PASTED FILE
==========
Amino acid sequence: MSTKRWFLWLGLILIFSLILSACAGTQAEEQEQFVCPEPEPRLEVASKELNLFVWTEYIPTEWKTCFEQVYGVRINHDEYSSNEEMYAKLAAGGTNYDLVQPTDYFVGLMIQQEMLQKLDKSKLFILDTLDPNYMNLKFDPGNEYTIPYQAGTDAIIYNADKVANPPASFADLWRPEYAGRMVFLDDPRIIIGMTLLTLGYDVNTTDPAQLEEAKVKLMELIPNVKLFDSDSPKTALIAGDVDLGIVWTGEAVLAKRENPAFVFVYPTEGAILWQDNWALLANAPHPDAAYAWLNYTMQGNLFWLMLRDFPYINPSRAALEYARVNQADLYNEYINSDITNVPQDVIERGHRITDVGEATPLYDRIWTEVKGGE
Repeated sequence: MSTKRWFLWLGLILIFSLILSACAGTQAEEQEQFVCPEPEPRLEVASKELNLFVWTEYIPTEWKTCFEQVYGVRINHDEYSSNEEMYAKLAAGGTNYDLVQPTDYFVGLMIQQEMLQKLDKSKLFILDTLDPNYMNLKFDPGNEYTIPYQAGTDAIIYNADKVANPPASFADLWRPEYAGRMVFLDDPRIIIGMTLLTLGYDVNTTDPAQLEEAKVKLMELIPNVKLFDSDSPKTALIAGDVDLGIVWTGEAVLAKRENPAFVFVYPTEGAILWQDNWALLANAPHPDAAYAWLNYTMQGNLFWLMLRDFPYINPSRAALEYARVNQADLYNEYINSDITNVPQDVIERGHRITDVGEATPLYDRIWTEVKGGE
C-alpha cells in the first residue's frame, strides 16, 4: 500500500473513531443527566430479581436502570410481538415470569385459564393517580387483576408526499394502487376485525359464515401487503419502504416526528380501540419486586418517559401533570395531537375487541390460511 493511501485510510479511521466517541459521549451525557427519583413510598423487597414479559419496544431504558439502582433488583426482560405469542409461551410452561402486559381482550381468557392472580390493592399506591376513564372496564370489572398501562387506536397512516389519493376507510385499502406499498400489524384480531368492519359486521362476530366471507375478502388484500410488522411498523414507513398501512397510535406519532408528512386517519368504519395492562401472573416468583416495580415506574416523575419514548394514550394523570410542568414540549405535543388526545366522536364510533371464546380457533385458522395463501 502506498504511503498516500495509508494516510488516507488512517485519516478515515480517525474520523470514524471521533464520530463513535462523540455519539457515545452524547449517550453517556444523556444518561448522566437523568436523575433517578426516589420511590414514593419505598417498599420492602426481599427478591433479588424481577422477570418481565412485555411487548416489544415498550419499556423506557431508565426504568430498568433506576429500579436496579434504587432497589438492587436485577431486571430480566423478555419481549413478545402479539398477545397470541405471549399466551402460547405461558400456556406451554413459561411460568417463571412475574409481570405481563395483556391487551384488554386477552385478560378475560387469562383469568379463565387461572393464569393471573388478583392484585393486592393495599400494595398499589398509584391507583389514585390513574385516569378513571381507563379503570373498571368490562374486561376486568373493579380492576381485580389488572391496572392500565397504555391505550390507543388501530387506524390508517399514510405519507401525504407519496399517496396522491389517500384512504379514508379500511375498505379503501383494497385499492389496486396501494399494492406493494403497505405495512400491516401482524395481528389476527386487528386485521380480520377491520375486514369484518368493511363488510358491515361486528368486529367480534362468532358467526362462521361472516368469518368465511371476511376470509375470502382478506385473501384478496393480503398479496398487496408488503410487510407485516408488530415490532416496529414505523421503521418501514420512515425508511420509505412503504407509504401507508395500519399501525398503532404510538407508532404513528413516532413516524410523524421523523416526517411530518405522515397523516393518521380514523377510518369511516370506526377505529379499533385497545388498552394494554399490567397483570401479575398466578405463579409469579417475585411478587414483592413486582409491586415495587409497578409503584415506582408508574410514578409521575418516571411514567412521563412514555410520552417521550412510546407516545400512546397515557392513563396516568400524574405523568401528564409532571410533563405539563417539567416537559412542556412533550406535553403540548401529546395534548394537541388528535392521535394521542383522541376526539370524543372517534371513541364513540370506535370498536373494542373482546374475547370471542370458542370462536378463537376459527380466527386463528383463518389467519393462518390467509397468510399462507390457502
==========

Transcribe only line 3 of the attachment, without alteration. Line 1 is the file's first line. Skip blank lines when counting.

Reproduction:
C-alpha cells in the first residue's frame, strides 16, 4: 500500500473513531443527566430479581436502570410481538415470569385459564393517580387483576408526499394502487376485525359464515401487503419502504416526528380501540419486586418517559401533570395531537375487541390460511 493511501485510510479511521466517541459521549451525557427519583413510598423487597414479559419496544431504558439502582433488583426482560405469542409461551410452561402486559381482550381468557392472580390493592399506591376513564372496564370489572398501562387506536397512516389519493376507510385499502406499498400489524384480531368492519359486521362476530366471507375478502388484500410488522411498523414507513398501512397510535406519532408528512386517519368504519395492562401472573416468583416495580415506574416523575419514548394514550394523570410542568414540549405535543388526545366522536364510533371464546380457533385458522395463501 502506498504511503498516500495509508494516510488516507488512517485519516478515515480517525474520523470514524471521533464520530463513535462523540455519539457515545452524547449517550453517556444523556444518561448522566437523568436523575433517578426516589420511590414514593419505598417498599420492602426481599427478591433479588424481577422477570418481565412485555411487548416489544415498550419499556423506557431508565426504568430498568433506576429500579436496579434504587432497589438492587436485577431486571430480566423478555419481549413478545402479539398477545397470541405471549399466551402460547405461558400456556406451554413459561411460568417463571412475574409481570405481563395483556391487551384488554386477552385478560378475560387469562383469568379463565387461572393464569393471573388478583392484585393486592393495599400494595398499589398509584391507583389514585390513574385516569378513571381507563379503570373498571368490562374486561376486568373493579380492576381485580389488572391496572392500565397504555391505550390507543388501530387506524390508517399514510405519507401525504407519496399517496396522491389517500384512504379514508379500511375498505379503501383494497385499492389496486396501494399494492406493494403497505405495512400491516401482524395481528389476527386487528386485521380480520377491520375486514369484518368493511363488510358491515361486528368486529367480534362468532358467526362462521361472516368469518368465511371476511376470509375470502382478506385473501384478496393480503398479496398487496408488503410487510407485516408488530415490532416496529414505523421503521418501514420512515425508511420509505412503504407509504401507508395500519399501525398503532404510538407508532404513528413516532413516524410523524421523523416526517411530518405522515397523516393518521380514523377510518369511516370506526377505529379499533385497545388498552394494554399490567397483570401479575398466578405463579409469579417475585411478587414483592413486582409491586415495587409497578409503584415506582408508574410514578409521575418516571411514567412521563412514555410520552417521550412510546407516545400512546397515557392513563396516568400524574405523568401528564409532571410533563405539563417539567416537559412542556412533550406535553403540548401529546395534548394537541388528535392521535394521542383522541376526539370524543372517534371513541364513540370506535370498536373494542373482546374475547370471542370458542370462536378463537376459527380466527386463528383463518389467519393462518390467509397468510399462507390457502